PLAYED WITH: Rockies, Marlins, Cubs, Dodgers, White Sox, Phillies
PREDICTION: Old school voters give him some courtesy votes but he drops off the ballot.

I have no clue.  He apparently has really high career fielding percentages at second (.993) and third (.983), and he won three Gold Gloves.  He could hit a little and had a career slash line of .297/.343/.397 with 2,192 hits, but was only an All Star twice.  He was mostly a singles hitter, and hit just 104 total home runs and 348 doubles.
PLAYED WITH: Cardinals, Phillies, Tigers, Marlins
PREDICTION: Apparently someone voted for him.  That seems like all he will get.  

Unlike a number of the other players being kept out because of PEDs, Ramirez was suspended for testing positive.  Twice.  That's disappointing because Ramirez's offensive numbers are eye-popping: .312/.411/.585 for an OPS of .996, 555 home runs, 1,831 RBIs.  Those numbers are insane.
PLAYED WITH: Indians, Red Sox, Dodgers, White Sox, Rays
IF ELECTED, HAT WOULD BE: Red Sox, by a sliver.
PREDICTION: It is going to take a long time, but Ramirez will eventually be enshrined.

The greatest closer of all time so far.  652 career saves is the all-time record.  He was 82-60 with a 2.21 career ERA and 1,173 strikeouts.  
PREDICTION: One asshole will not vote for him, he will set a new record for highest vote percentage.

I really wish Schilling would just shut up.  Career record of 216-146 does not tell the whole story.  His career ERA of 3.46 and strikeout total of 3,116 with just 711 walks show how dominant he truly was.  He was on another level in the postseason with an 11-2 record and 2.23 ERA.  
PLAYED WITH: Orioles, Astros, Phillies, Diamondbacks, Red Sox
IF ELECTED, HAT WOULD BE: My heart says Red Sox, my gut says Phillies.  Could be Diamondbacks as well.  This one is a toss-up.
PREDICTION: He will not make it in this year, but it will happen soon.  He has been a little more reserved this year.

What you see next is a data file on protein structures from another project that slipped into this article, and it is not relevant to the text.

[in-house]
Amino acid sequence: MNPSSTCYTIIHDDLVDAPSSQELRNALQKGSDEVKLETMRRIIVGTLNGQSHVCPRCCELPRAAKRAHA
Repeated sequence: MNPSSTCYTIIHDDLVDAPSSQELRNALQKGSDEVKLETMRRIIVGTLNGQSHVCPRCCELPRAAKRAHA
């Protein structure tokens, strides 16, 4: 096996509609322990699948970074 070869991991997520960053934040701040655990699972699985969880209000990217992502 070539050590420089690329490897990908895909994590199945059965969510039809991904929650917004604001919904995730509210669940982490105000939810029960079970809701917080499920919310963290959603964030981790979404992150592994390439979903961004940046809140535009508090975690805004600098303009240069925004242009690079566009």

Sheffield was a terrific hitter who wore out his welcome almost everywhere he played.  His career numbers are impressive: .292/.393/.514, 509 home runs, 1,676 RBIs.  He admitted to unintentional use of PEDs during the BALCO investigation.
PLAYED WITH: Brewers, Padres, Marlins, Dodgers, Braves, Yankees, Tigers, Mets
IF ELECTED, HAT WOULD BE: Marlins, maybe?
PREDICTION: He will stay on the ballot and will eventually be elected, but it will take some time.

The home runs are really the only argument Sosa has.  A deeper look at his stats shows that he has less of a case than Sheffield, Ramirez, or a number of other players on the ballot.  He had a career slash line of .273/.344/.534 but hit 609 home runs (including 60+ three times).  Steroid allegations have also tainted his career.
PLAYED WITH: Rangers, White Sox, Cubs, Orioles
PREDICTION: He will stay on the ballot but will struggle to ever be elected.

For a few years, Miguel Tejada was one of the best players in the game.  That peaked with his MVP season in 2002.  He led the league in doubles twice and in RBIs once (a crazy 150 in 2004).  Unfortunately, other than his peak years, Tejada declined considerably.  His slash line of .285/.336/.456 with 307 home runs, and 1,302 RBIs are reasonably impressive for a shortstop.
PLAYED WITH: Athletics, Orioles, Astros, Padres, Giants, Royals
PREDICTION: He will probably stay on the ballot for a few years, but probably will never be inducted.  A better player longer, but not as high a peak as Nomar Garciaparra.

Like Polanco, the primary argument for Vizquel is due to defense.  However, to get into the Hall of Fame for defense, you have to be one of the greatest of all time.  Vizquel is not quite on the same level as Ozzie Smith, and he had a very weak bat.  He did win eleven Gold Gloves though.
PLAYED FOR: Mariners, Indians, Giants, Rangers, White Sox, Blue Jays
PREDICTION: He will likely build towards election over time.

Though his career was not as long and he did not rack up as many saves, Wagner was actually probably a better pitcher than Trevor Hoffman.  He was a seven-time All Star with a career 2.31 ERA and struck out 1,196 batters, while walking 300.  He saved 422 games. 
PLAYED FOR: Astros, Phillies, Mets, Red Sox, Braves
PREDICTION: Eventual enshrinement, probably through the Veterans' Committee

Probably one of the more underrated players on the ballot, his numbers certainly merit inclusion, but the perception is that he is more of a product of having spent so much time in Colorado.  He was a three-time batting champion, led the league in home runs once, and finished with a slash line of .313/.400/.565 with 383 home runs and 1,311 RBIs.